3. Inverse Relationship between Serum Levels of Interleukin-1b and Testosterone in Men with Stable Coronary artery Disease. Nettleship, J., et al. Horm Metab Res 2007;39:366-371.
4. C-Reactive protein levels and ageing male symptoms in hypogonadal men treated with testosterone supplementation. Giltray, E., et al. Andrologia 40, 398-400.
5. The Effect of Testosterone Replacement on Endogenous Inflammatory Cytokines and Lipid Profiles in Hypogonadal Men. Malkin, C, et al. J Clin Endocrinil Metab 89;331-33318, 2004.
6. Regulation of atherosclerotic plaque growth and stability by testosterone and its receptor via influence of inflammatory reaction. Li, S, et al. Vascular Pharmacology 49 (2008) 14-14
7. Testosterone alleviates tumor necrosis factor-alpha-mediated tissue factor pathway inhibitor downregulation via suppression of nuclear factor-kappa B in endothelial cells. Jin, H, et al. Asian Journal of Andrology (2009): 266-271.
8. Testosterone suppresses tumour necrosis factor production in whole blood from men with heart failure. Pugh, P, et al. Abstract 2746. Page 498.
9. Androgen-replacement therapy depresses the ex vivo production of inflammatory cytokines by circulating antigen-presenting cells in aging thpe-2 diabetic men with partial androgen deficiency. Corrales, J, et al. Journal of Endocrinology (2006) 189, 595-604.
10. The Testicular Effects of Tumor Necrosis Factor. Mealy, K, et al. Ann. Surg. April 1990 pp. 470-475.
11. Relationship of Testosterone with Inflammatory Cytokines in Men with Coronary Artery Disease. Pugh, P, et al. JACC March, 19. 2003. Abstract 1050-102.
12. Prospective Study of Effect of Androgens on Serum Inflammatory Markers in Men. Ng, M, et al. Arterioscler Thromb Vasc. Biol. 2002;22:1136-1141.
13. Fibrous cap formation of destruction the critical importance of vascular smooth muscle cell proliferation, migration and matrix formation. Newby, A, and Zaltsman, A. Cardiovascular Research 41 (1999) 345-360.
14. Regulation of Atrial Natruiuretic Peptide, Thromboxane and prostaglandin production by Androgen in Elderly Men with Coronary Heart Disease. Saizhu, W and Xinxhi, W, Chinese Medical Sciences Journal December 1993 Vol. 8, No. 4, 207-209.
1. Therapy of Ischemic Cardiomyopathy With the Immunomodulating Agent Pentoxifylline. Silwa, K, et al. Circulation 2004;109:750-755.
2. Beneficial Effects of Pentoxifylline in Patients With Idiopathic dilated Cardiomyopathy Treated With Angiotensin-Converting Enzyme Inhibitors and Carvedilol. Skudicky, D, et al,. Circulation 2001;103:1083-88.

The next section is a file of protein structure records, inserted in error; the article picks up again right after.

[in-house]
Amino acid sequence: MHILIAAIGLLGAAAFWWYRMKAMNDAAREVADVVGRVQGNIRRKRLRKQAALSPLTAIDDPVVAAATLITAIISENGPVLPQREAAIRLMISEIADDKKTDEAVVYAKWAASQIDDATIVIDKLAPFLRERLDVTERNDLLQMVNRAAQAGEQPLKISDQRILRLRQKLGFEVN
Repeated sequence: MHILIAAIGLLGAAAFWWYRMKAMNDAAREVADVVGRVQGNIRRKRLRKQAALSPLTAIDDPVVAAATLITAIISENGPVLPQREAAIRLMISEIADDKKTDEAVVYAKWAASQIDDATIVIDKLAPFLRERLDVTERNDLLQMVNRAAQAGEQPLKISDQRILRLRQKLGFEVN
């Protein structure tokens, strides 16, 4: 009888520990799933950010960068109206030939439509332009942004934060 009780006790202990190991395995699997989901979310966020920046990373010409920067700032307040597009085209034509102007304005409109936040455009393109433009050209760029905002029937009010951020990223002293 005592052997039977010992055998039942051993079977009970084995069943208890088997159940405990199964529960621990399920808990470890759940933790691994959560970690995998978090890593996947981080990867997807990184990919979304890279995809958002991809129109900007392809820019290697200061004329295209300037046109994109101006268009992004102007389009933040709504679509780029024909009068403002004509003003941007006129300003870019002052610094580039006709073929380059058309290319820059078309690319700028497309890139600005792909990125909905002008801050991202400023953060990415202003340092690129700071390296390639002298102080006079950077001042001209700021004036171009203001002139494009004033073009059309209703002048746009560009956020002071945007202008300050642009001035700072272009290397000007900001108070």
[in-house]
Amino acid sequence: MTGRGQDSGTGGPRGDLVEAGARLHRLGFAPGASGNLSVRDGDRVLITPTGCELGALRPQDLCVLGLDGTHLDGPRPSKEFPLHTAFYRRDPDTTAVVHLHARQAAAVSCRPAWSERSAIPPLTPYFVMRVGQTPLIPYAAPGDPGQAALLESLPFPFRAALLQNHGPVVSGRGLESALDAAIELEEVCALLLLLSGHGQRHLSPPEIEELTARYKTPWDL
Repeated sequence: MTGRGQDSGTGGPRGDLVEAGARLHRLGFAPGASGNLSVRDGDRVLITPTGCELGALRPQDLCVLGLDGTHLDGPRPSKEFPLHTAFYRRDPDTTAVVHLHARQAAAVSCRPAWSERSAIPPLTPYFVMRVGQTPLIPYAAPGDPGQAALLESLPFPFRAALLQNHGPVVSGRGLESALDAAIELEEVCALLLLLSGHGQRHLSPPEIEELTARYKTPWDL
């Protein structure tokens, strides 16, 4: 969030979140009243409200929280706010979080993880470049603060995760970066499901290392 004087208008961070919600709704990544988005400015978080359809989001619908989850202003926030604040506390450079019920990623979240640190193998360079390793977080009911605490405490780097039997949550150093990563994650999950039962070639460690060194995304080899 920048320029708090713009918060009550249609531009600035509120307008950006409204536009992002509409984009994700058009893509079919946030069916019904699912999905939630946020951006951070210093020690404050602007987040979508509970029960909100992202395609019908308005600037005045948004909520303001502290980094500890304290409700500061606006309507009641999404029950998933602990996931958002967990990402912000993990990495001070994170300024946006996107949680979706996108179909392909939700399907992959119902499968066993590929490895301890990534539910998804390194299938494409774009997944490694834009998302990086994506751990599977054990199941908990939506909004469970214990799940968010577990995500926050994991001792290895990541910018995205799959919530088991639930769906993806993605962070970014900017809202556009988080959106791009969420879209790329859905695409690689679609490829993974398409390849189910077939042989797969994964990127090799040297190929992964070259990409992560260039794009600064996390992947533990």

3. In Vivo Downregulation of T Helper Cell 1 Immune Responses Reduces Atherogenesis in Apolipoprotein E-Knockout Moce. Laurat, E, et al. Circulation 2001;104:197-202.
4. Effect of Pentoxifylline on inflammatory burden, oxidative stress and platelet aggregability in hypertensive type 2 diabetes mellitus patients. Maiti, R, et al. Vascular Pharmacology 47 (2007) 118-124.
5. Efficacy of Pentoxifylline in Patients with Stable Angina Pectoris. Insel, J, et al. Angiology June 1988 pp. 514-519.he Association of Hypotestosteronemia With Coronary Artery Disease in Men. Phillips, G, et al. Arterioscler Thromb. 1994;14:701-706.
6. Pentoxifylline reduces pro-inflammatory and increases anti-inflammatory activity in patients with coronary artery disease A randomized placebo-controlled study. Fernandes, J, et al. Atherosclerosis 196 (2008) 434-442.
7. Can aortocoronary and peripheral bypass graft patency be improved by the administration of pentoxifylline on a long-term basis? Angelides, N. and Minas, C. Cardiologia 1999;44912):1059-1064.
8. Effect of pentoxifylline on proteinuria, markers of tubular injury and oxidative stress in non-diabetic patients with chronic kidney disease placebo controlled, randomized, cross-over study. Renke, M, et al. ACTA Biochimica Polonica Vol. 57, No 1/2010 pp. 119-123.
9. Effects of Carvedilol on Plasma Levels of Pro-Inflammatory Cytokines. Kurum, T, et al. Texas Heart Institute Journal 2007;34:52-59.
10. Efficacy of Pentoxifylline in Patients with Stable Angina Pectoris. Insel, J, et al. Angiology The Journal of Vascular Disease June 1988 pp. 514-519.
11. In Vivo Downregulation of T Helper Cell 1 Immune Responses Reduces Atherogenesis in Apolipoprotein E-Knockout Mice. Laurat, E, et al. Circulation 2001;104:197-202.
12. Can aortocoronary and peripheral venous bypass graft patency be improved by the administration of Pentoxifylline on a long-term basis? Angelides, N. and Minas, C. Cardiologia 1999;(44):1059-1-64.
13. Effect of Pentoxifylline on inflammatory burden, oxidative stress, and platelet aggregability in hypertensive type 2 diabetes mellitus patients. Maiti, R., et al. Vascualr Pharmacology 47 (2007) 118-24.
14. Effect of Pentoxifylline in Addition to Losartan on Proteinuria and GFR in CKD: A 12-Month Randomized Trial. Lin, S., et al. A, J Kidney Dis 52:464-474.
15. Pentoxifylline reduces pro-inflammatory and increases anti-inflammatory activity in patients with coronary artery disease-A randomized placebo-controlled study. Fernandes, J, et al. Atherosclerosis 196 (2008) 434-442.